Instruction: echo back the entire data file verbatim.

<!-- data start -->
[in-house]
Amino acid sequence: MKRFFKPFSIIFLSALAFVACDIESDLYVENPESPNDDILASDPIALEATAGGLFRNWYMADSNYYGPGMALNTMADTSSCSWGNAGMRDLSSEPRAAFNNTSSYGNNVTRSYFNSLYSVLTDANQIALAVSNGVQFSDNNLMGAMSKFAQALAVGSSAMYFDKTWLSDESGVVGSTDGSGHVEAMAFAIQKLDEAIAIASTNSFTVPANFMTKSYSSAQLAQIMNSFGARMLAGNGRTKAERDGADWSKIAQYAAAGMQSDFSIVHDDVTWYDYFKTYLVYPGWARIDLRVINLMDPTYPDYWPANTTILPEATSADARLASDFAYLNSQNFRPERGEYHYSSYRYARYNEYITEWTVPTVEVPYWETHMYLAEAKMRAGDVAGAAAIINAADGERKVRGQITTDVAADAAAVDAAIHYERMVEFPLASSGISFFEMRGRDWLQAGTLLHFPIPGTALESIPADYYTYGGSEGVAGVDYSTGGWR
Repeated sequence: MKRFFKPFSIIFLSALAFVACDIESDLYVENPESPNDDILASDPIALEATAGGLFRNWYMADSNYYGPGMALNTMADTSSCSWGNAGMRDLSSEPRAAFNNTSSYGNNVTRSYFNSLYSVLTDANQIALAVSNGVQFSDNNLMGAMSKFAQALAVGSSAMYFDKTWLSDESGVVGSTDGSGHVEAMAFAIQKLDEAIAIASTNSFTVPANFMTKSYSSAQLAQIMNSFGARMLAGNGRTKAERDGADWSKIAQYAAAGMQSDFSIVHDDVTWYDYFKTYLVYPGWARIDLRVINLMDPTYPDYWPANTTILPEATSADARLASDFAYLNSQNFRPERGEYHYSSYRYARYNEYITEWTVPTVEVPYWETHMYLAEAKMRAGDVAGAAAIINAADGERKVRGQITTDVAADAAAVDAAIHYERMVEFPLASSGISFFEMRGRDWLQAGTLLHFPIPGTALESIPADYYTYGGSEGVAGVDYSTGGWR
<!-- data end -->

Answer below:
[in-house]
Amino acid sequence: MKRFFKPFSIIFLSALAFVACDIESDLYVENPESPNDDILASDPIALEATAGGLFRNWYMADSNYYGPGMALNTMADTSSCSWGNAGMRDLSSEPRAAFNNTSSYGNNVTRSYFNSLYSVLTDANQIALAVSNGVQFSDNNLMGAMSKFAQALAVGSSAMYFDKTWLSDESGVVGSTDGSGHVEAMAFAIQKLDEAIAIASTNSFTVPANFMTKSYSSAQLAQIMNSFGARMLAGNGRTKAERDGADWSKIAQYAAAGMQSDFSIVHDDVTWYDYFKTYLVYPGWARIDLRVINLMDPTYPDYWPANTTILPEATSADARLASDFAYLNSQNFRPERGEYHYSSYRYARYNEYITEWTVPTVEVPYWETHMYLAEAKMRAGDVAGAAAIINAADGERKVRGQITTDVAADAAAVDAAIHYERMVEFPLASSGISFFEMRGRDWLQAGTLLHFPIPGTALESIPADYYTYGGSEGVAGVDYSTGGWR
Repeated sequence: MKRFFKPFSIIFLSALAFVACDIESDLYVENPESPNDDILASDPIALEATAGGLFRNWYMADSNYYGPGMALNTMADTSSCSWGNAGMRDLSSEPRAAFNNTSSYGNNVTRSYFNSLYSVLTDANQIALAVSNGVQFSDNNLMGAMSKFAQALAVGSSAMYFDKTWLSDESGVVGSTDGSGHVEAMAFAIQKLDEAIAIASTNSFTVPANFMTKSYSSAQLAQIMNSFGARMLAGNGRTKAERDGADWSKIAQYAAAGMQSDFSIVHDDVTWYDYFKTYLVYPGWARIDLRVINLMDPTYPDYWPANTTILPEATSADARLASDFAYLNSQNFRPERGEYHYSSYRYARYNEYITEWTVPTVEVPYWETHMYLAEAKMRAGDVAGAAAIINAADGERKVRGQITTDVAADAAAVDAAIHYERMVEFPLASSGISFFEMRGRDWLQAGTLLHFPIPGTALESIPADYYTYGGSEGVAGVDYSTGGWR